Let me get to the point of this post; I had someone from Tesco connect with me privately after which I asked for some technical contacts I could pass on information to. I’m not going to publicly divulge any names or positions publicly, but what I can say is that I was given the details of multiple people in senior technology roles after which I then passed on (anonymised) details of the cross site scripting (XSS) risk that was sent to me. That was two and a half weeks ago so nearly a week later, after receiving no response, I followed up on the original message. Nothing. Nada. Zip. And the vulnerability is still there.
What you need to know about XSS
At this point I want to stop talking about Tesco specifically and turn this around to a more constructive post; things you need to know about XSS. I’m going to approach this a little differently and provide a video as it requires a bit of social engineering which is best illustrated in real time. A number of the risks you see in this video are present on Tesco’s website but equally, some of them are not. Clearly I’m not going to disclose any detail which will allow someone to go off and get involved in malicious activity, but what I am going to do is show how XSS can be used to cause serious trouble and that’s what I hope Tesco (and others) can begin to appreciate.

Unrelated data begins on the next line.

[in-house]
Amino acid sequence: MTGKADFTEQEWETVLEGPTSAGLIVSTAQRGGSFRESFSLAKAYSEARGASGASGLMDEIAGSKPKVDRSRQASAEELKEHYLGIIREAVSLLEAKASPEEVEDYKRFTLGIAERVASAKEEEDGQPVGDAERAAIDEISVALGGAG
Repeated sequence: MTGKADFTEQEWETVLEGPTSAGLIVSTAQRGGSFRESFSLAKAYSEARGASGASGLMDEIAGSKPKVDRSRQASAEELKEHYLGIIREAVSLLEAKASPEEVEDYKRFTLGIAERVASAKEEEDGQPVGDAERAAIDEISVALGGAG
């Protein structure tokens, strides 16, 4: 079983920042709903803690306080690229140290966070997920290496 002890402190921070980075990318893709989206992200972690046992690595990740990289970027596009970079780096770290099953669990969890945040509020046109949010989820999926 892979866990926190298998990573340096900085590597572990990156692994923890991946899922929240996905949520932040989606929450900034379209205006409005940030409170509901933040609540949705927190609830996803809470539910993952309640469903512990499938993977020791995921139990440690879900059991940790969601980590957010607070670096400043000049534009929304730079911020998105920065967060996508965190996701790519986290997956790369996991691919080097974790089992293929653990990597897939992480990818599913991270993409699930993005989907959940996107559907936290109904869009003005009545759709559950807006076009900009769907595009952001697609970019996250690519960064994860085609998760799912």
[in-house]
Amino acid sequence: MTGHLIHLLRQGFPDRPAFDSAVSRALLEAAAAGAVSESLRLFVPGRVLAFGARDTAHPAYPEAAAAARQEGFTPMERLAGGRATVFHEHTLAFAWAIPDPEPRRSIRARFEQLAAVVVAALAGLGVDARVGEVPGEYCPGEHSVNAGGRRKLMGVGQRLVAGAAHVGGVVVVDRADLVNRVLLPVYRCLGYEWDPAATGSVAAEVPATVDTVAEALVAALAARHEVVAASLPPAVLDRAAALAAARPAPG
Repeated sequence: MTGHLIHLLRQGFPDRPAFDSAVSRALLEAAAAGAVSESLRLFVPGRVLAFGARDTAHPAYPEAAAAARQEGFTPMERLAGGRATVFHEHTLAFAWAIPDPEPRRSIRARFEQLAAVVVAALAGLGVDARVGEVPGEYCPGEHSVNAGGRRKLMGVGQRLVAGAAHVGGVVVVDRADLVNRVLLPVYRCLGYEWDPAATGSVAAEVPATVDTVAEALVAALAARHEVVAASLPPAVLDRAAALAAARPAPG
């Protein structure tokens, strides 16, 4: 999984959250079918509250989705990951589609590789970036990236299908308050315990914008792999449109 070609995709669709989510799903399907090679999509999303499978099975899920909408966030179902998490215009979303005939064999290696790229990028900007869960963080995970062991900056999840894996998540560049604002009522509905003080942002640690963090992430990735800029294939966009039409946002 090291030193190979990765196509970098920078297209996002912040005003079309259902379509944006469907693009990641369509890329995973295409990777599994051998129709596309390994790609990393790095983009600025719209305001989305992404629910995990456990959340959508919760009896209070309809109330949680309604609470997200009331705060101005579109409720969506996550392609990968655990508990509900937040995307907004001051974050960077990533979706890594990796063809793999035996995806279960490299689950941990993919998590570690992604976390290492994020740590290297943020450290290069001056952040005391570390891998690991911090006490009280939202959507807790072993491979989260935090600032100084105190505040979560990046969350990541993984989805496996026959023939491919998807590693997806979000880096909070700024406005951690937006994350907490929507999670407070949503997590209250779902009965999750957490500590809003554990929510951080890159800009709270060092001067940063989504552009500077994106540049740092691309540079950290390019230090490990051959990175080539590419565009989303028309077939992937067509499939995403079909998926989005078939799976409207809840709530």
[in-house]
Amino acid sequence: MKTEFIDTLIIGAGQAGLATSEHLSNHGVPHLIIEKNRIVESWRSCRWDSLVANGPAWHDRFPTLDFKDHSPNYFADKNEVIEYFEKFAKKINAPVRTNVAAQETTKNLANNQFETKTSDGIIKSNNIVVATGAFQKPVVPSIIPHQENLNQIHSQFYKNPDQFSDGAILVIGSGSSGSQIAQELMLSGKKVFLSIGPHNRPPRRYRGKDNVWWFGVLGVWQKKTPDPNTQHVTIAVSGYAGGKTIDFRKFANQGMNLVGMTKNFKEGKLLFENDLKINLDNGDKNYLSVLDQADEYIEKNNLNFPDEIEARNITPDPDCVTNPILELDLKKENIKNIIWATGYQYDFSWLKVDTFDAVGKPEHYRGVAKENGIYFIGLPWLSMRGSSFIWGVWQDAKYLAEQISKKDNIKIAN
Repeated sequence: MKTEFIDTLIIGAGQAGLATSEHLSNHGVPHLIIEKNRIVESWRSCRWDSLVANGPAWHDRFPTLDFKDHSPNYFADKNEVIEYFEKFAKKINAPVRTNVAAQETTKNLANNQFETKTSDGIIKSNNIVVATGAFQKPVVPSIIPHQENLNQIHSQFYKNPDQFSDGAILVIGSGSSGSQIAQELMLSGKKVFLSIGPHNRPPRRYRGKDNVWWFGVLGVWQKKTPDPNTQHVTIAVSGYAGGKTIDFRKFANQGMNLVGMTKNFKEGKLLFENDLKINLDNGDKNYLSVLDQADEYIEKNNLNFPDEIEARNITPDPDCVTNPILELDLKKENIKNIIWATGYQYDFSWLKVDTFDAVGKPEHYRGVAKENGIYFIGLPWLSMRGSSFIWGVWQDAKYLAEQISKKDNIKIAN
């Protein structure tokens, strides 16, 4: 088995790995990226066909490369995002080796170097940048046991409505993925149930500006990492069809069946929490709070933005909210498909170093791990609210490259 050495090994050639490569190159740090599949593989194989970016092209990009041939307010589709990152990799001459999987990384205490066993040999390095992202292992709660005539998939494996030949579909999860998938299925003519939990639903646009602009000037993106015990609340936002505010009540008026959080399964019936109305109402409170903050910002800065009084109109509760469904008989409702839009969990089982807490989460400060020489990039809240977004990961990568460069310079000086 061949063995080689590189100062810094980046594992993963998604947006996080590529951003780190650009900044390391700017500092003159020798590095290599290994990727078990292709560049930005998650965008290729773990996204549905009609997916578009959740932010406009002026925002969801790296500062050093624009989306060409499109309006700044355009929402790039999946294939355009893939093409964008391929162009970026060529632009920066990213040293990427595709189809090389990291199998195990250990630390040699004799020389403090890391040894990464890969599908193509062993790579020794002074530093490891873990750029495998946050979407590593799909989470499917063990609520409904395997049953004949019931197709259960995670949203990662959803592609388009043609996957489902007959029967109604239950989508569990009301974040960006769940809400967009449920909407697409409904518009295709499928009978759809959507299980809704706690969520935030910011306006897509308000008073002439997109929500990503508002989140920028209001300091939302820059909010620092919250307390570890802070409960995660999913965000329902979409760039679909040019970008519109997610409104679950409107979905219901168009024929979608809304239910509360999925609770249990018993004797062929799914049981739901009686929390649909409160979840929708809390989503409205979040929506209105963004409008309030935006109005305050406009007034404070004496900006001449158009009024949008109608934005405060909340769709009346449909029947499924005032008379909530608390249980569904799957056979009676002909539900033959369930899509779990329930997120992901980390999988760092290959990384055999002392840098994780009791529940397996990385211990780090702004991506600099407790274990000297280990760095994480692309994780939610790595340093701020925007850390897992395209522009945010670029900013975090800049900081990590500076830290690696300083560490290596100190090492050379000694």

Just on the browser compatibly for that XSS: IE9 and IE10 are actually pretty good and will warn you about it without exexuting it. All other browsers tested – Chrome, Firefox and Safari (desktop and iOS) – will happily parse it and allow the exploit to occur.
As I said earlier, not all the risks I’ve highlighted in the video may be present on Tesco’s website and I’ve intentionally avoided reproducing the specific circumstances where they are vulnerable. Some would argue that sufficient time has passed since responsible disclosure to publish details, but I don’t think that is necessary regardless of how frivolous Tesco believe the risk is. But certainly there are enough of these risks to be very concerned though, definitely more concerned than leaving it unfixed for days let alone weeks.